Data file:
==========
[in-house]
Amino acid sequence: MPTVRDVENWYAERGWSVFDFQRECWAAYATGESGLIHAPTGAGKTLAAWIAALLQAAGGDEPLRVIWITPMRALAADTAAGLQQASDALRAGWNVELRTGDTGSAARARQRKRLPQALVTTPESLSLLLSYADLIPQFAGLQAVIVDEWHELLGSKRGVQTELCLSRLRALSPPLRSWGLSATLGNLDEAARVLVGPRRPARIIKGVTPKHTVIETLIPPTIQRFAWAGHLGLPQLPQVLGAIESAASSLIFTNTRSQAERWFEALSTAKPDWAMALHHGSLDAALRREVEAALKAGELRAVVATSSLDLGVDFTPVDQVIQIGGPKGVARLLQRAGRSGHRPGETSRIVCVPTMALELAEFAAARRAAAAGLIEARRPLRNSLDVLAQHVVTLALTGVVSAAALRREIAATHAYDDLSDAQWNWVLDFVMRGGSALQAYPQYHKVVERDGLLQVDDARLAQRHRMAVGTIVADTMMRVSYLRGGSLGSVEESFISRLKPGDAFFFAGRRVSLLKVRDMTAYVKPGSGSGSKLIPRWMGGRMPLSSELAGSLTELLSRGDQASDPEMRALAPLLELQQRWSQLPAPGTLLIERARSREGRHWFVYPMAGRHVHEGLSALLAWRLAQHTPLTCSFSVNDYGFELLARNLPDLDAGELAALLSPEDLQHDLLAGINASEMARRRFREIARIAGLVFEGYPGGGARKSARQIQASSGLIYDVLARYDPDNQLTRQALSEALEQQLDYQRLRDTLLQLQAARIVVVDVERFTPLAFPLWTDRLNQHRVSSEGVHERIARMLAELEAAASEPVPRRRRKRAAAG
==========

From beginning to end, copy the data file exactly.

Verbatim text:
[in-house]
Amino acid sequence: MPTVRDVENWYAERGWSVFDFQRECWAAYATGESGLIHAPTGAGKTLAAWIAALLQAAGGDEPLRVIWITPMRALAADTAAGLQQASDALRAGWNVELRTGDTGSAARARQRKRLPQALVTTPESLSLLLSYADLIPQFAGLQAVIVDEWHELLGSKRGVQTELCLSRLRALSPPLRSWGLSATLGNLDEAARVLVGPRRPARIIKGVTPKHTVIETLIPPTIQRFAWAGHLGLPQLPQVLGAIESAASSLIFTNTRSQAERWFEALSTAKPDWAMALHHGSLDAALRREVEAALKAGELRAVVATSSLDLGVDFTPVDQVIQIGGPKGVARLLQRAGRSGHRPGETSRIVCVPTMALELAEFAAARRAAAAGLIEARRPLRNSLDVLAQHVVTLALTGVVSAAALRREIAATHAYDDLSDAQWNWVLDFVMRGGSALQAYPQYHKVVERDGLLQVDDARLAQRHRMAVGTIVADTMMRVSYLRGGSLGSVEESFISRLKPGDAFFFAGRRVSLLKVRDMTAYVKPGSGSGSKLIPRWMGGRMPLSSELAGSLTELLSRGDQASDPEMRALAPLLELQQRWSQLPAPGTLLIERARSREGRHWFVYPMAGRHVHEGLSALLAWRLAQHTPLTCSFSVNDYGFELLARNLPDLDAGELAALLSPEDLQHDLLAGINASEMARRRFREIARIAGLVFEGYPGGGARKSARQIQASSGLIYDVLARYDPDNQLTRQALSEALEQQLDYQRLRDTLLQLQAARIVVVDVERFTPLAFPLWTDRLNQHRVSSEGVHERIARMLAELEAAASEPVPRRRRKRAAAG